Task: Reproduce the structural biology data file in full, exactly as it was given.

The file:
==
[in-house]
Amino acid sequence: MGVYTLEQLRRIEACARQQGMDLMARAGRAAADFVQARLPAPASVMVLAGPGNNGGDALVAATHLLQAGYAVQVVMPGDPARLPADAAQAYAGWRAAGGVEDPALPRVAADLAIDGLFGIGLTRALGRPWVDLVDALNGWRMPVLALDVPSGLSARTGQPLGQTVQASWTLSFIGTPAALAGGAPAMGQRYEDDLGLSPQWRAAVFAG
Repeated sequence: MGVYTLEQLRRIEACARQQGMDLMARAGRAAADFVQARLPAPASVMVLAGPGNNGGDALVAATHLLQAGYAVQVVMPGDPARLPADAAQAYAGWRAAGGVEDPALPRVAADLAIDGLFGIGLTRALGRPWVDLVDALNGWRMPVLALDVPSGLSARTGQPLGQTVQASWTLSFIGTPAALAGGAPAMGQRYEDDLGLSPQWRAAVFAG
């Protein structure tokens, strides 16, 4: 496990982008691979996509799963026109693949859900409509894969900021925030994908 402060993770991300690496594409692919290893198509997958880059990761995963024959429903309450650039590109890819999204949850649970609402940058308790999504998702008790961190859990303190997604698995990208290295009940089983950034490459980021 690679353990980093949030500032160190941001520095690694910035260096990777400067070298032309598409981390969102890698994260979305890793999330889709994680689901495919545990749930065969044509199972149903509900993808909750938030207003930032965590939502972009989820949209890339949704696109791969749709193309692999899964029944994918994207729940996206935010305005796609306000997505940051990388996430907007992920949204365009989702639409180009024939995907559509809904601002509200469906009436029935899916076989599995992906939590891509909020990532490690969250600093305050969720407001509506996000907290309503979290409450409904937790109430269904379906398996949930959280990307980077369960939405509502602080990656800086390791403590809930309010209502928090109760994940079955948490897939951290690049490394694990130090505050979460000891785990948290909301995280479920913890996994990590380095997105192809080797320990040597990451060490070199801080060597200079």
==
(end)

[in-house]
Amino acid sequence: MGVYTLEQLRRIEACARQQGMDLMARAGRAAADFVQARLPAPASVMVLAGPGNNGGDALVAATHLLQAGYAVQVVMPGDPARLPADAAQAYAGWRAAGGVEDPALPRVAADLAIDGLFGIGLTRALGRPWVDLVDALNGWRMPVLALDVPSGLSARTGQPLGQTVQASWTLSFIGTPAALAGGAPAMGQRYEDDLGLSPQWRAAVFAG
Repeated sequence: MGVYTLEQLRRIEACARQQGMDLMARAGRAAADFVQARLPAPASVMVLAGPGNNGGDALVAATHLLQAGYAVQVVMPGDPARLPADAAQAYAGWRAAGGVEDPALPRVAADLAIDGLFGIGLTRALGRPWVDLVDALNGWRMPVLALDVPSGLSARTGQPLGQTVQASWTLSFIGTPAALAGGAPAMGQRYEDDLGLSPQWRAAVFAG
């Protein structure tokens, strides 16, 4: 496990982008691979996509799963026109693949859900409509894969900021925030994908 402060993770991300690496594409692919290893198509997958880059990761995963024959429903309450650039590109890819999204949850649970609402940058308790999504998702008790961190859990303190997604698995990208290295009940089983950034490459980021 690679353990980093949030500032160190941001520095690694910035260096990777400067070298032309598409981390969102890698994260979305890793999330889709994680689901495919545990749930065969044509199972149903509900993808909750938030207003930032965590939502972009989820949209890339949704696109791969749709193309692999899964029944994918994207729940996206935010305005796609306000997505940051990388996430907007992920949204365009989702639409180009024939995907559509809904601002509200469906009436029935899916076989599995992906939590891509909020990532490690969250600093305050969720407001509506996000907290309503979290409450409904937790109430269904379906398996949930959280990307980077369960939405509502602080990656800086390791403590809930309010209502928090109760994940079955948490897939951290690049490394694990130090505050979460000891785990948290909301995280479920913890996994990590380095997105192809080797320990040597990451060490070199801080060597200079």